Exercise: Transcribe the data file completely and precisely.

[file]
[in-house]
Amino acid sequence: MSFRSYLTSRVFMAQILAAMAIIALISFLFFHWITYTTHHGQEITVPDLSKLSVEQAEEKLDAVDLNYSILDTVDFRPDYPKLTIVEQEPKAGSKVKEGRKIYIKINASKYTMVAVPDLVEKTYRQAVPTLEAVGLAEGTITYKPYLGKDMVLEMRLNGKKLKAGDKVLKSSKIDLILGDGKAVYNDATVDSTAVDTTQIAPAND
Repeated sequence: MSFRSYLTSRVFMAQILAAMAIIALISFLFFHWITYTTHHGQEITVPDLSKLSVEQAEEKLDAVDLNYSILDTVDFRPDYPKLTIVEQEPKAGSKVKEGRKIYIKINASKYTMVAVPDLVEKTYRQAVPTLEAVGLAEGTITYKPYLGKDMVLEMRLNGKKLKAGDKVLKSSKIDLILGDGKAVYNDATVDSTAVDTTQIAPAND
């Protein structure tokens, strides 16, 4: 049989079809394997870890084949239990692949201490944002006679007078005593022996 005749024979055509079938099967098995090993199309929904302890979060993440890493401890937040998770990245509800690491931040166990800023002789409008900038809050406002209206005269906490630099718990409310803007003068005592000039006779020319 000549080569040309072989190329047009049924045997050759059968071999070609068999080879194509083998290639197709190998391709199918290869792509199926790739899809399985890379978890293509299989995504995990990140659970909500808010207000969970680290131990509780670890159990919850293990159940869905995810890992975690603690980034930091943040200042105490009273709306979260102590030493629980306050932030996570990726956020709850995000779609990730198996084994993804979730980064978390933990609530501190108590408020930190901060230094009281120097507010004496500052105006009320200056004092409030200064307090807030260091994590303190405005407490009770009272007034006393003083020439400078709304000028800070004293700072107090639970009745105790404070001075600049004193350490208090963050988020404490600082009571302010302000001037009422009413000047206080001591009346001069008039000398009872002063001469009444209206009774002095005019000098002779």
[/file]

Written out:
[in-house]
Amino acid sequence: MSFRSYLTSRVFMAQILAAMAIIALISFLFFHWITYTTHHGQEITVPDLSKLSVEQAEEKLDAVDLNYSILDTVDFRPDYPKLTIVEQEPKAGSKVKEGRKIYIKINASKYTMVAVPDLVEKTYRQAVPTLEAVGLAEGTITYKPYLGKDMVLEMRLNGKKLKAGDKVLKSSKIDLILGDGKAVYNDATVDSTAVDTTQIAPAND
Repeated sequence: MSFRSYLTSRVFMAQILAAMAIIALISFLFFHWITYTTHHGQEITVPDLSKLSVEQAEEKLDAVDLNYSILDTVDFRPDYPKLTIVEQEPKAGSKVKEGRKIYIKINASKYTMVAVPDLVEKTYRQAVPTLEAVGLAEGTITYKPYLGKDMVLEMRLNGKKLKAGDKVLKSSKIDLILGDGKAVYNDATVDSTAVDTTQIAPAND
């Protein structure tokens, strides 16, 4: 049989079809394997870890084949239990692949201490944002006679007078005593022996 005749024979055509079938099967098995090993199309929904302890979060993440890493401890937040998770990245509800690491931040166990800023002789409008900038809050406002209206005269906490630099718990409310803007003068005592000039006779020319 000549080569040309072989190329047009049924045997050759059968071999070609068999080879194509083998290639197709190998391709199918290869792509199926790739899809399985890379978890293509299989995504995990990140659970909500808010207000969970680290131990509780670890159990919850293990159940869905995810890992975690603690980034930091943040200042105490009273709306979260102590030493629980306050932030996570990726956020709850995000779609990730198996084994993804979730980064978390933990609530501190108590408020930190901060230094009281120097507010004496500052105006009320200056004092409030200064307090807030260091994590303190405005407490009770009272007034006393003083020439400078709304000028800070004293700072107090639970009745105790404070001075600049004193350490208090963050988020404490600082009571302010302000001037009422009413000047206080001591009346001069008039000398009872002063001469009444209206009774002095005019000098002779």